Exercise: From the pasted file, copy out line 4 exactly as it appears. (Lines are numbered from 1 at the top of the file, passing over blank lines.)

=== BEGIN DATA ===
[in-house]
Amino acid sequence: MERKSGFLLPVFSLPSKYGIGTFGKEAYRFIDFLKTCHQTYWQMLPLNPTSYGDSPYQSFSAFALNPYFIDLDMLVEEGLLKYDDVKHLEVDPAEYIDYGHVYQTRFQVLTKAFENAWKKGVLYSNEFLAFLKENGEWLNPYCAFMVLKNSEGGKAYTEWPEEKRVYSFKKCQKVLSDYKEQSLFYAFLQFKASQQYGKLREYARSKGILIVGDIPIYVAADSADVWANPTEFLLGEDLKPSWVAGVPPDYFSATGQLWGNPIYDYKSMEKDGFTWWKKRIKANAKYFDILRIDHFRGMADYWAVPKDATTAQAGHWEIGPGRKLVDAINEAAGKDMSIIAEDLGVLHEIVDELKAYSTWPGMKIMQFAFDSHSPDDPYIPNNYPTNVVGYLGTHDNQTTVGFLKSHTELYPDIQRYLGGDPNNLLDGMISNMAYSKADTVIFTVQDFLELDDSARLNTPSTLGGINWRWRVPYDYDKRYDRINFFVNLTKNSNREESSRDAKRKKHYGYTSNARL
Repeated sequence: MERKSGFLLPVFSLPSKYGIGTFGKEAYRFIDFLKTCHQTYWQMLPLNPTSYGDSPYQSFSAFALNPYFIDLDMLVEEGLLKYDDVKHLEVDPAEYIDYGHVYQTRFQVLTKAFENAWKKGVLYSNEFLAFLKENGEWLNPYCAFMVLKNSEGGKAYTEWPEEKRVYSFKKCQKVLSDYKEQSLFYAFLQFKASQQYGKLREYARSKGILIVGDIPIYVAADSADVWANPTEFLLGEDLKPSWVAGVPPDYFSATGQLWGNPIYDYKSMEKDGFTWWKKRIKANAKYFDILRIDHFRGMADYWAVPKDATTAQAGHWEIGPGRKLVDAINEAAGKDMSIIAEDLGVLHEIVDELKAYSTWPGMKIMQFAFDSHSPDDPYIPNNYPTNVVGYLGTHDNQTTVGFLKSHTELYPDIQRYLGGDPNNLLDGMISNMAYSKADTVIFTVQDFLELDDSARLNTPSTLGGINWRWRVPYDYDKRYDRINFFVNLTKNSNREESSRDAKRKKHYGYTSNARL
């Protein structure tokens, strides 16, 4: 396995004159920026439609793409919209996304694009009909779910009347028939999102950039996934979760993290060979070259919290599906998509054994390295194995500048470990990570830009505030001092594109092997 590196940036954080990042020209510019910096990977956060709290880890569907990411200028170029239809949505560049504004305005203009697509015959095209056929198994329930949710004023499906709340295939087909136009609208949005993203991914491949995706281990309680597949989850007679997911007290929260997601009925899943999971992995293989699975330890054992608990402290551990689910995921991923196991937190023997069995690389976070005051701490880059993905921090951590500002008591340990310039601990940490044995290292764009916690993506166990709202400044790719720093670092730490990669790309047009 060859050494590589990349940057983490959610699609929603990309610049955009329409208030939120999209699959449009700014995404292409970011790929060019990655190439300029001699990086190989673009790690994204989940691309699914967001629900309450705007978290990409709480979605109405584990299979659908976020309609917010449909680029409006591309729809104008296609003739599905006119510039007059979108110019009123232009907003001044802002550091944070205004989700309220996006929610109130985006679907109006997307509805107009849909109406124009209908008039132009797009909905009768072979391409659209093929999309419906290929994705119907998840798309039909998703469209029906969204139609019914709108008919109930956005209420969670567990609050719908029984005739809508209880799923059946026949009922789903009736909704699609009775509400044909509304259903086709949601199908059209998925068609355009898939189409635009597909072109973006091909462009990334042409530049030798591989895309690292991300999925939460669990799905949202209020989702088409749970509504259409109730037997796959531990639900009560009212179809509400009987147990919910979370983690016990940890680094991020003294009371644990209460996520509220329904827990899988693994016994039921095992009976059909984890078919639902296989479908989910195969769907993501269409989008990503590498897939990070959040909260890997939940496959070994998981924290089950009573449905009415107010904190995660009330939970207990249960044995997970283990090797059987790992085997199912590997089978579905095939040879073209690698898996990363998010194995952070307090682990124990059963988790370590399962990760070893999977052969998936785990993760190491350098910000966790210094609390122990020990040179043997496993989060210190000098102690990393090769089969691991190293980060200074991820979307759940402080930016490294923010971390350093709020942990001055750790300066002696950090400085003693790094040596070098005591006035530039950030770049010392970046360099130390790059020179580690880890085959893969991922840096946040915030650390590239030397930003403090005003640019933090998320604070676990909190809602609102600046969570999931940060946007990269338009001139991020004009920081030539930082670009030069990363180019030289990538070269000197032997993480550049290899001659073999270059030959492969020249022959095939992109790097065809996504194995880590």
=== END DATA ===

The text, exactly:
């Protein structure tokens, strides 16, 4: 396995004159920026439609793409919209996304694009009909779910009347028939999102950039996934979760993290060979070259919290599906998509054994390295194995500048470990990570830009505030001092594109092997 590196940036954080990042020209510019910096990977956060709290880890569907990411200028170029239809949505560049504004305005203009697509015959095209056929198994329930949710004023499906709340295939087909136009609208949005993203991914491949995706281990309680597949989850007679997911007290929260997601009925899943999971992995293989699975330890054992608990402290551990689910995921991923196991937190023997069995690389976070005051701490880059993905921090951590500002008591340990310039601990940490044995290292764009916690993506166990709202400044790719720093670092730490990669790309047009 060859050494590589990349940057983490959610699609929603990309610049955009329409208030939120999209699959449009700014995404292409970011790929060019990655190439300029001699990086190989673009790690994204989940691309699914967001629900309450705007978290990409709480979605109405584990299979659908976020309609917010449909680029409006591309729809104008296609003739599905006119510039007059979108110019009123232009907003001044802002550091944070205004989700309220996006929610109130985006679907109006997307509805107009849909109406124009209908008039132009797009909905009768072979391409659209093929999309419906290929994705119907998840798309039909998703469209029906969204139609019914709108008919109930956005209420969670567990609050719908029984005739809508209880799923059946026949009922789903009736909704699609009775509400044909509304259903086709949601199908059209998925068609355009898939189409635009597909072109973006091909462009990334042409530049030798591989895309690292991300999925939460669990799905949202209020989702088409749970509504259409109730037997796959531990639900009560009212179809509400009987147990919910979370983690016990940890680094991020003294009371644990209460996520509220329904827990899988693994016994039921095992009976059909984890078919639902296989479908989910195969769907993501269409989008990503590498897939990070959040909260890997939940496959070994998981924290089950009573449905009415107010904190995660009330939970207990249960044995997970283990090797059987790992085997199912590997089978579905095939040879073209690698898996990363998010194995952070307090682990124990059963988790370590399962990760070893999977052969998936785990993760190491350098910000966790210094609390122990020990040179043997496993989060210190000098102690990393090769089969691991190293980060200074991820979307759940402080930016490294923010971390350093709020942990001055750790300066002696950090400085003693790094040596070098005591006035530039950030770049010392970046360099130390790059020179580690880890085959893969991922840096946040915030650390590239030397930003403090005003640019933090998320604070676990909190809602609102600046969570999931940060946007990269338009001139991020004009920081030539930082670009030069990363180019030289990538070269000197032997993480550049290899001659073999270059030959492969020249022959095939992109790097065809996504194995880590």